The author is Executive Secretary of CTBTO, Preparatory Commission for the Comprehensive Nuclear-Test-Ban Treaty Organization. The following is a slightly abridged and modified text of his address on 26 February to the High-level segment of the Conference on Disarmament, multilateral disarmament negotiating forum where the Comprehensive Nuclear-Test-Ban Treaty (CTBT) in Geneva was negotiated in the 1990s. (Read the original text here.) Dr. Zerbo stressed that "we must take great care to preserve the integrity of the institutions and instruments we have and to build trust in them and around them. This means maintain and securing the NPT and its entire chain of responsibilities – of which the CTBT entry into force is an integral part". – The Editor
By Ramesh Jaura
BERLIN (IDN) – The United Nations and the European Union as well as independent arms control experts have welcomed the results of latest talks between South and North Korea, and called for seizing the opportunities opening up for peace in the region and for reducing international tensions.
The significance of emerging prospects is underlined by the fact that though the Korean War ended in 1953, in the absence of a peace treaty the two Koreas are technically still at war. As The New York Times notes, in the United States where coverage of the armed conflict was censored and its memory decades later is often overshadowed by World War II and the Vietnam War, the Korean War has been called "the Forgotten War".
By Yonhap News Agency
This report was carried by the South Korean news agency on March 6 (local time: 23.38) and is being reproduced to give a glimpse into how the current development on the Korean peninsula is viewed in the Republic of Korea. – The Editor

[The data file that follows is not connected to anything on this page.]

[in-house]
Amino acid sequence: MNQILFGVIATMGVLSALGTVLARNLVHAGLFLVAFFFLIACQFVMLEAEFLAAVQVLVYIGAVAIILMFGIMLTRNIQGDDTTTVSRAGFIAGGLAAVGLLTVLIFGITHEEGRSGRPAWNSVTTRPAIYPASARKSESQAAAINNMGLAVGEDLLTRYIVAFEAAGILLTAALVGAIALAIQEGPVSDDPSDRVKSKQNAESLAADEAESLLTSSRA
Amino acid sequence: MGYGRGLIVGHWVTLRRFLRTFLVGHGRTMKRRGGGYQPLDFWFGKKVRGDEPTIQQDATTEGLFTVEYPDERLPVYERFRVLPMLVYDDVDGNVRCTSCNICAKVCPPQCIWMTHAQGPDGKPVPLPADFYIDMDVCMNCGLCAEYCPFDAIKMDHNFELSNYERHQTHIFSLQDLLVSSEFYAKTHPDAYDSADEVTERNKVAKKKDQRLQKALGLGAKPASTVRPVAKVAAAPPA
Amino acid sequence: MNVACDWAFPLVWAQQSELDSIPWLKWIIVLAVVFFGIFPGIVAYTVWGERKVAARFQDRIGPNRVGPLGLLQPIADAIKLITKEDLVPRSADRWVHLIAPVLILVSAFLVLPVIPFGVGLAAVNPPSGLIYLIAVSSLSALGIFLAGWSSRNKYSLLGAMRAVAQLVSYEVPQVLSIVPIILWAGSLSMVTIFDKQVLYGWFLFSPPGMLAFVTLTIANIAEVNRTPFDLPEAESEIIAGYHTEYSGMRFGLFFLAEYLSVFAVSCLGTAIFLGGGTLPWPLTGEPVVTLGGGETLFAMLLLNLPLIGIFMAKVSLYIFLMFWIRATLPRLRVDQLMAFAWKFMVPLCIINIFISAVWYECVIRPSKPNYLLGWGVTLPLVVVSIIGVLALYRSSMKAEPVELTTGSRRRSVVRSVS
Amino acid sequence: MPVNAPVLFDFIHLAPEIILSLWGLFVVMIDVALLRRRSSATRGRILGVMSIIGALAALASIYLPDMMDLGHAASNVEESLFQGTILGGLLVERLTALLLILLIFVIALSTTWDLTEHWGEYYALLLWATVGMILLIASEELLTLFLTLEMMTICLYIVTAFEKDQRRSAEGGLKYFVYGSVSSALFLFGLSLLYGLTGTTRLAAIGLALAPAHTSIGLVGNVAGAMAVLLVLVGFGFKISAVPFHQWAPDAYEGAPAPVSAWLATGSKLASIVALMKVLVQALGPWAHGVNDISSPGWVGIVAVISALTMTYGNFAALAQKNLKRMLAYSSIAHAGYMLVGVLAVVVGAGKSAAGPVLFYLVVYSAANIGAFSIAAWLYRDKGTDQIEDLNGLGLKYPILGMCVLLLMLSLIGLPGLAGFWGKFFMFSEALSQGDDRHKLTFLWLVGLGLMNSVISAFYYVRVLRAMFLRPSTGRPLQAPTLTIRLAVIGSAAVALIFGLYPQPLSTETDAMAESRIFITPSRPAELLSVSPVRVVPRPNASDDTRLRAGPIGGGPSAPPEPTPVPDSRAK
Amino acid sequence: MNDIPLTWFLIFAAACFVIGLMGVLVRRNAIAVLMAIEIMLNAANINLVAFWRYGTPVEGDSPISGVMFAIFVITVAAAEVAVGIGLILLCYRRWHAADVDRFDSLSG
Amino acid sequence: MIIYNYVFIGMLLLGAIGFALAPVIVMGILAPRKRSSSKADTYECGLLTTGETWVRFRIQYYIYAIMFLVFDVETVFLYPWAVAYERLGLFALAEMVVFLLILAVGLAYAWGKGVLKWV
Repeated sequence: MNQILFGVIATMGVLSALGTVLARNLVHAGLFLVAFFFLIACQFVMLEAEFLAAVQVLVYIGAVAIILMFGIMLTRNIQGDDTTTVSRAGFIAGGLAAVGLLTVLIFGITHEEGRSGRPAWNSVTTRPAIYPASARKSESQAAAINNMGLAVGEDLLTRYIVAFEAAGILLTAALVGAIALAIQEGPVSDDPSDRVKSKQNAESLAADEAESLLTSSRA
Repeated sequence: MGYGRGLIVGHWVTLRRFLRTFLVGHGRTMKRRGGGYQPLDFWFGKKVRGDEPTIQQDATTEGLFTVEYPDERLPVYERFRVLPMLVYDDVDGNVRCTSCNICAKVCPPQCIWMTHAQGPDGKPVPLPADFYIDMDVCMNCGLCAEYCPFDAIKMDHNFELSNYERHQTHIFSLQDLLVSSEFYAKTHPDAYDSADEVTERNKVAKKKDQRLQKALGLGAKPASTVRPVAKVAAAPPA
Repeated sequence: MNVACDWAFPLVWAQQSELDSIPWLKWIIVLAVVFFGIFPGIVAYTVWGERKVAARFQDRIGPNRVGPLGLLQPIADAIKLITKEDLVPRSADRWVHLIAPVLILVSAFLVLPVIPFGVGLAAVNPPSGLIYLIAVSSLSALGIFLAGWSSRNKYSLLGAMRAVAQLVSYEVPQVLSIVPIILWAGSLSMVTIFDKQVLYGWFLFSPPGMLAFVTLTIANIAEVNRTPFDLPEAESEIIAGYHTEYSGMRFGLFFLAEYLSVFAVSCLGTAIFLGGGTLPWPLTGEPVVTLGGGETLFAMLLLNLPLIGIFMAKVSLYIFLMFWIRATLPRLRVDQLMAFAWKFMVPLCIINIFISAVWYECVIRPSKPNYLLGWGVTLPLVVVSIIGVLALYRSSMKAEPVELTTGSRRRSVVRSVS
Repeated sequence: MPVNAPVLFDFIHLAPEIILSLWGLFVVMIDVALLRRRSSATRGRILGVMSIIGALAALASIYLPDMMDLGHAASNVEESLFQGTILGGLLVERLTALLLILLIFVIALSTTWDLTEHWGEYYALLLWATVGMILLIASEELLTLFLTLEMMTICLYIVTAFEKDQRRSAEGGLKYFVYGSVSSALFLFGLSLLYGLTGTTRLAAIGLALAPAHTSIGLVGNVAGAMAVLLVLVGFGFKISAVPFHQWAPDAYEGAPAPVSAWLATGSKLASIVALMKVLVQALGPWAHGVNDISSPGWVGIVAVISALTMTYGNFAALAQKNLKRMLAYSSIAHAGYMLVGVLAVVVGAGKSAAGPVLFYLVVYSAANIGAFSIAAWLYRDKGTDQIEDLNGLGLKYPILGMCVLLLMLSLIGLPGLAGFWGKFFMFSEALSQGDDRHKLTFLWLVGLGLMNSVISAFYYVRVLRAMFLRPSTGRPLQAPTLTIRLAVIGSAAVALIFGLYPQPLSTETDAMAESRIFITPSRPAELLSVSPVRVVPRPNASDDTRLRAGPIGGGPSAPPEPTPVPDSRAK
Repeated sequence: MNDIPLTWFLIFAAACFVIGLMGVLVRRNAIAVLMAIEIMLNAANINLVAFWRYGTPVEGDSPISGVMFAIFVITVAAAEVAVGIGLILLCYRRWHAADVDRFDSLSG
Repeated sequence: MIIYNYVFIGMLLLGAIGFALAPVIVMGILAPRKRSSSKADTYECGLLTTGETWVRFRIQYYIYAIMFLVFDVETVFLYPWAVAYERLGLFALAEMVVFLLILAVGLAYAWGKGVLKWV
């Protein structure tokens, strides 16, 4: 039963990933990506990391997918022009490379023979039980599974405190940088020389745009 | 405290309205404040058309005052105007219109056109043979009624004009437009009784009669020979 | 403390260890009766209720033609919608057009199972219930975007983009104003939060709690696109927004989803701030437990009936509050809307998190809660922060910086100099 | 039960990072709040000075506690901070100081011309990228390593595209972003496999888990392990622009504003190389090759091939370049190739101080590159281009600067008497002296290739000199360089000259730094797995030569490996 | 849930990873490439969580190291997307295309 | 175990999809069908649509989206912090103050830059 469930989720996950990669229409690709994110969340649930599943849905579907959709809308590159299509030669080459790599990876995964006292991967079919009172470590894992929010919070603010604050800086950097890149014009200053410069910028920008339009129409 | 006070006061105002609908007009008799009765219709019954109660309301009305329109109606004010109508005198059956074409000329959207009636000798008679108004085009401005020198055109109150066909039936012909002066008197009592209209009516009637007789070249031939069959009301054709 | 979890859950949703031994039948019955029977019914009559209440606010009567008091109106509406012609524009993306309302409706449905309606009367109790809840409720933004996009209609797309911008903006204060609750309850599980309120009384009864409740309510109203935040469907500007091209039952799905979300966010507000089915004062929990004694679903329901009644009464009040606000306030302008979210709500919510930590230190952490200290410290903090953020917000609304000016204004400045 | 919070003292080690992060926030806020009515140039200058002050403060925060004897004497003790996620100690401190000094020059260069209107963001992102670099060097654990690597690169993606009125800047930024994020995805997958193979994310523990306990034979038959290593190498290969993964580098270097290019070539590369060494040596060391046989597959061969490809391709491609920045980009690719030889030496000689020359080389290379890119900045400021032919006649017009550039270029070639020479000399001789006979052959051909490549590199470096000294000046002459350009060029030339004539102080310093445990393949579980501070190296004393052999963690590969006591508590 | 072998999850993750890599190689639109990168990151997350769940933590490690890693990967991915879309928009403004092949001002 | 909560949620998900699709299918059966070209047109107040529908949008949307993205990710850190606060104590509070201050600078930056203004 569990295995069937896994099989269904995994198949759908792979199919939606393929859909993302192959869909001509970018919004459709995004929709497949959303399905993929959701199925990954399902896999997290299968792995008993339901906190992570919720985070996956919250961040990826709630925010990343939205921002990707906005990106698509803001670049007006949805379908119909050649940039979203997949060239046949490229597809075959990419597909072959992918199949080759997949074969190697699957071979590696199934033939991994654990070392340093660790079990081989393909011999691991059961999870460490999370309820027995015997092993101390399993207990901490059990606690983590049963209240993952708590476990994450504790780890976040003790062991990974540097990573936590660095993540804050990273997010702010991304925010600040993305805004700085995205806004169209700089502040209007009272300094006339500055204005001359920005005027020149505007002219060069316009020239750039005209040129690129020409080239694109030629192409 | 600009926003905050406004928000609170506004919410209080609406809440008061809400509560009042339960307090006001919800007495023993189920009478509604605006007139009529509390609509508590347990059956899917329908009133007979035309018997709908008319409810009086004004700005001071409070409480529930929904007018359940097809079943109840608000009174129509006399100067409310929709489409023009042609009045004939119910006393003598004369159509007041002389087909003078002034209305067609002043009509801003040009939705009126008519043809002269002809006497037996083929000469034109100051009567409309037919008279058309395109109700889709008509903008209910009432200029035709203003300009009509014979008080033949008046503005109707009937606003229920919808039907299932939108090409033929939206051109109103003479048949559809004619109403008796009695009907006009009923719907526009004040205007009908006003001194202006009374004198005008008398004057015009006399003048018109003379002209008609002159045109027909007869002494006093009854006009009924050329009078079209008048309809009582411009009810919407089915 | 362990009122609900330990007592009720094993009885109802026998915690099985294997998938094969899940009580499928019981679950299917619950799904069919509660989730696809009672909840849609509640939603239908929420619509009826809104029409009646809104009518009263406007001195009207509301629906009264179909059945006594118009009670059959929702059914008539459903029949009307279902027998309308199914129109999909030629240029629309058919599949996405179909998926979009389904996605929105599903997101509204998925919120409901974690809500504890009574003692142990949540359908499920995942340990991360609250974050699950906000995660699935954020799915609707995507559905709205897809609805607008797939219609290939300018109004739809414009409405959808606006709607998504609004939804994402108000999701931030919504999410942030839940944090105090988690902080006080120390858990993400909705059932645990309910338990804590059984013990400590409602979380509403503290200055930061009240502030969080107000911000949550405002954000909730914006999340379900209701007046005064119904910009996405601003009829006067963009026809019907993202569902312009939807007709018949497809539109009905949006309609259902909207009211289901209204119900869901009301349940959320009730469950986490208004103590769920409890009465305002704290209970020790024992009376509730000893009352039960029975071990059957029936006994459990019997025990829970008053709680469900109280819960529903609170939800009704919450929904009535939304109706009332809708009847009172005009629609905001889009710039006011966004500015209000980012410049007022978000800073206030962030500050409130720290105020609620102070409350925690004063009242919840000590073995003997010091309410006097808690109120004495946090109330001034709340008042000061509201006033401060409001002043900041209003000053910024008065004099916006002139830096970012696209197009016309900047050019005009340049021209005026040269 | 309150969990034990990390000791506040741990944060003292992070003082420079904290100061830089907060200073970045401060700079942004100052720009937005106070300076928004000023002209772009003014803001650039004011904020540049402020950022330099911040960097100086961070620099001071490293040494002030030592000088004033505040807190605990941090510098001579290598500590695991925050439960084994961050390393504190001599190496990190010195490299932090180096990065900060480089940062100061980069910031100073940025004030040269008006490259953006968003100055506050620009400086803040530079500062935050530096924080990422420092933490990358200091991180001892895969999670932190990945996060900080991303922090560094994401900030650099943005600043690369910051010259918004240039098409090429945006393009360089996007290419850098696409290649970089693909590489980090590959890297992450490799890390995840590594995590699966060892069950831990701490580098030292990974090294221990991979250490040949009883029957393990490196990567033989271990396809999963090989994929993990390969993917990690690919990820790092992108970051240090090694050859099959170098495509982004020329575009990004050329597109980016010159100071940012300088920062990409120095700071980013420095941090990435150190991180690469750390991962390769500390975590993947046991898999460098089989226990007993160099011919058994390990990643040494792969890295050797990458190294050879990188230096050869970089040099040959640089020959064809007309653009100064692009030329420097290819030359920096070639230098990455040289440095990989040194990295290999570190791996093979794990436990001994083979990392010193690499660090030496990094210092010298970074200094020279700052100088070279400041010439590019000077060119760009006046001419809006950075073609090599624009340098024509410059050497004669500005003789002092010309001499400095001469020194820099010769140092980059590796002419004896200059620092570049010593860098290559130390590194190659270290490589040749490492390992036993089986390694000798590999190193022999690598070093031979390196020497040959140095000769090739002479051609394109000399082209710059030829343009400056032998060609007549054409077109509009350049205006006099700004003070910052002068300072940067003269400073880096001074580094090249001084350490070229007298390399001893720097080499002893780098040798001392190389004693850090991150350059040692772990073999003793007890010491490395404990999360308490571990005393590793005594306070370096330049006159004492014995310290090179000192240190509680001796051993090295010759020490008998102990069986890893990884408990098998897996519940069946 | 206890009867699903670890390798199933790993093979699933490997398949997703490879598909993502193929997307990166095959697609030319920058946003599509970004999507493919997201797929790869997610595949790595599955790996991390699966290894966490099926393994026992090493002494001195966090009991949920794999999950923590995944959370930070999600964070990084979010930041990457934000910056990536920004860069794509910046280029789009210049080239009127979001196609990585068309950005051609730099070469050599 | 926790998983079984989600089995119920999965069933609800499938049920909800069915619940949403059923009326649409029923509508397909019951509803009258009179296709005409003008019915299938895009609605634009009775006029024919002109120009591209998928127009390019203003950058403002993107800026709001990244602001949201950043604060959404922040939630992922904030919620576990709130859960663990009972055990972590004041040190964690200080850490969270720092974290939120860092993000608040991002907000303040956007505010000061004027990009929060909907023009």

SEOUL (IDN-INPS) – South Korean political parties on March 6 demonstrated mixed reactions to the results of the high-stakes visit to North Korea by President Moon Jae-in's special envoys, which included an agreement to hold a cross-border summit next month.
By Sudha Ramachandran
BANGALORE (IDN) – "Though India is a reluctant nuclear power, nuclear deterrence will continue to play a crucial role in India's national security strategy over the next few decades," says Brigadier Gurmeet Kanwal, Distinguished Fellow at India's Institute for Defence Studies and Analyses (IDSA).
In his recent book 'Sharpening the Arsenal: India's Evolving Nuclear Deterrence Policy', he explains the reason: "Only when India's adversaries are convinced that India has both the necessary political and military will and the hardware to respond to a nuclear strike with punitive retaliation that will inflict unacceptable loss of human life and unprecedented material damage, will they be deterred." [P 40] ARABIC | BAHASA | GERMAN | HINDI | JAPANESE TEXT VERSON PDF | MALAY | THAI
By J Nastranis
UNITED NATIONS (IDN) – Kazakhstan, known as an active and staunch supporter of a world free of nuclear weapons, became 57th country to sign the Treaty on the Prohibition of Nuclear Weapons on March 2.
The Treaty, which opened for signature on September 20, 2017, will remain open indefinitely. It will enter into force 90 days after 50 nations have ratified or acceded to it. Until now, five states have ratified the Treaty: Guyana, Holy See and Thailand on September 20, 2017 immediately after signing. They were followed by Mexico on January 16 and Cuba on January 30.